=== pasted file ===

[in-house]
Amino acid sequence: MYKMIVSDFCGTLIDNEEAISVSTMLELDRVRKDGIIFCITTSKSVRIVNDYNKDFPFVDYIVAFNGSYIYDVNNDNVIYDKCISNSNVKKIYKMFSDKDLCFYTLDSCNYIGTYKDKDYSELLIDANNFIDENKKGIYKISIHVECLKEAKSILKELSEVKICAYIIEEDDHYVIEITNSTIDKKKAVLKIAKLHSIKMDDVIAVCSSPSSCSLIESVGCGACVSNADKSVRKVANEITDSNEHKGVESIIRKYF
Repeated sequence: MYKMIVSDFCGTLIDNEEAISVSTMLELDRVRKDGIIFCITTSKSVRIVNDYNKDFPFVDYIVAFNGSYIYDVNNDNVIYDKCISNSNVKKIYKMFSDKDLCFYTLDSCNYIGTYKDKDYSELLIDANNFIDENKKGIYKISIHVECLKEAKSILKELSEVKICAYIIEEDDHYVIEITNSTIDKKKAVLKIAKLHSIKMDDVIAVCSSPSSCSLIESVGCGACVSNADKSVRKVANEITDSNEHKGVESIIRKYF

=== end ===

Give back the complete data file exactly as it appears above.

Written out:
[in-house]
Amino acid sequence: MYKMIVSDFCGTLIDNEEAISVSTMLELDRVRKDGIIFCITTSKSVRIVNDYNKDFPFVDYIVAFNGSYIYDVNNDNVIYDKCISNSNVKKIYKMFSDKDLCFYTLDSCNYIGTYKDKDYSELLIDANNFIDENKKGIYKISIHVECLKEAKSILKELSEVKICAYIIEEDDHYVIEITNSTIDKKKAVLKIAKLHSIKMDDVIAVCSSPSSCSLIESVGCGACVSNADKSVRKVANEITDSNEHKGVESIIRKYF
Repeated sequence: MYKMIVSDFCGTLIDNEEAISVSTMLELDRVRKDGIIFCITTSKSVRIVNDYNKDFPFVDYIVAFNGSYIYDVNNDNVIYDKCISNSNVKKIYKMFSDKDLCFYTLDSCNYIGTYKDKDYSELLIDANNFIDENKKGIYKISIHVECLKEAKSILKELSEVKICAYIIEEDDHYVIEITNSTIDKKKAVLKIAKLHSIKMDDVIAVCSSPSSCSLIESVGCGACVSNADKSVRKVANEITDSNEHKGVESIIRKYF